I know a man with a heart condition who practices tai chi to help with his health. For years, he has occasionally attended a weekly group class, sometimes regularly. Tai chi helps him, he says. I applaud and respect him for this, but I think he doesn’t practice enough. Considering his circumstances, regular consistent daily practice offers more.
Even a few minutes a day are helpful. People have a hard time getting themselves to do even minimal practice daily. It’s a scheduling thing for many. I don’t want to waste time trying to answer the question of why. All I know is that you experience magic when you practice in earnest regularly over time.
(I need to define “earnest practice” later.)
My point is that, for some, practice is as necessary as drinking water and eating. It is life-generating at a deep level of our being. We all understand this in our own ways. For some it’s a religious experience; for some a scientific approach is more effective for learning. Many stumble in blind faith that we have chosen the best path for ourselves, trusting the teacher or whatever, . . . . then you realize in your practice one day, suddenly, in a passing moment, that you were right and its riches are vaster than you imagined.
The possibilities have always been there…
You didn’t see them. Priorities are no good if they’re in the wrong order. You come to a point in practice when you see possibilities that were not obvious. Reaching this point is a matter of trust at first. You have to go on what you have seen of tai chi masters performing acts that challenge your assumptions and imagination. Or even just watching people doing form in a park. Graceful and beautiful only begins to describe it. Iceberg. Tip.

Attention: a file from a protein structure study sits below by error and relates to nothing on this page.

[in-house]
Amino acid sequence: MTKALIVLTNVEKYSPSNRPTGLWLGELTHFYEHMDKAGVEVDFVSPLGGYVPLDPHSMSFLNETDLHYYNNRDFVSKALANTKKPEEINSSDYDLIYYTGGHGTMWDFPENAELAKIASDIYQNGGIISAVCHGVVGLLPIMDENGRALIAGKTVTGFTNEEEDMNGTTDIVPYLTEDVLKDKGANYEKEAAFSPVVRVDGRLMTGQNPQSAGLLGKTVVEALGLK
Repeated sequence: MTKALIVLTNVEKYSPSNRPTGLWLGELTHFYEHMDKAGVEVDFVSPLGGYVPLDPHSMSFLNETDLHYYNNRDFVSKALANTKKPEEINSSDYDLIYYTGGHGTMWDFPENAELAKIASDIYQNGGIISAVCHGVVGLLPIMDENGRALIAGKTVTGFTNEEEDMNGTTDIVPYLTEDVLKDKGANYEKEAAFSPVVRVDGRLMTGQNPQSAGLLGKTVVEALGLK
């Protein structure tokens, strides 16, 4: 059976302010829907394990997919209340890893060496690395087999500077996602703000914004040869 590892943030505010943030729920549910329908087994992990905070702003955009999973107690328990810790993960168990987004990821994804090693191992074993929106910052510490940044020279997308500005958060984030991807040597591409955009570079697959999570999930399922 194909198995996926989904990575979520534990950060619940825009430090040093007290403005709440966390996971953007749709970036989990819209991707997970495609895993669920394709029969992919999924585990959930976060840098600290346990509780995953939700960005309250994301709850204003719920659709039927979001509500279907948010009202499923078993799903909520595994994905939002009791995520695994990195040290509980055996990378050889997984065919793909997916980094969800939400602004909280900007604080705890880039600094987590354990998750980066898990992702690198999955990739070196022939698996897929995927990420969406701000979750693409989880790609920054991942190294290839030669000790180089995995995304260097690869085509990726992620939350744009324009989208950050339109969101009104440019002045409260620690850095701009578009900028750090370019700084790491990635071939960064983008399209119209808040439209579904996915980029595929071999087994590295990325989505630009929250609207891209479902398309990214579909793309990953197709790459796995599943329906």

I wonder why we don’t see the obvious sooner. Not knowing why, I remind myself to focus on how to perceive more clearly what I know I must be missing. As a student and teacher of Tai Chi, or Chinese Internal Martial Arts, I must ask these questions and seek answers. Everyone of us should. This is the art and study of internal energy.
One clear possibility for daily practice, in my friend’s case, is that he will live much longer and enjoy reasonably good daily health in the time that remains. Maybe he sees that and 90 minutes of tai chi a week is gratifying enough. He does say it’s hard to schedule more practice because he is so busy. I hate to think of tai chi in competition with life’s other activities. Activities are in competition with life! Life is a competitive sport. Go figure.
Tai chi is not a scheduling thing, so stop constraining it to a schedule. Schedule death if you want. Life is now.
My friend’s life is clearly at stake, whether he accepts it or not; but the rest of us are in similar circumstances. Life is shorter than we think. Ironically, we seek life-generating activities; thus, we travel abroad to visit family and friends and exotic places. Yet, something escapes our attention and we neglect to fully honor the gift of life. This is universal and something to wonder about.
Tai chi is life-generating. My body speaks to me of its gifts however often I practice. If we neglect to honor these gifts, it’s not because we don’t recognize them, rather something holds us back from fully accepting this truth and actively incorporating it into daily life.
That “something” …what is it?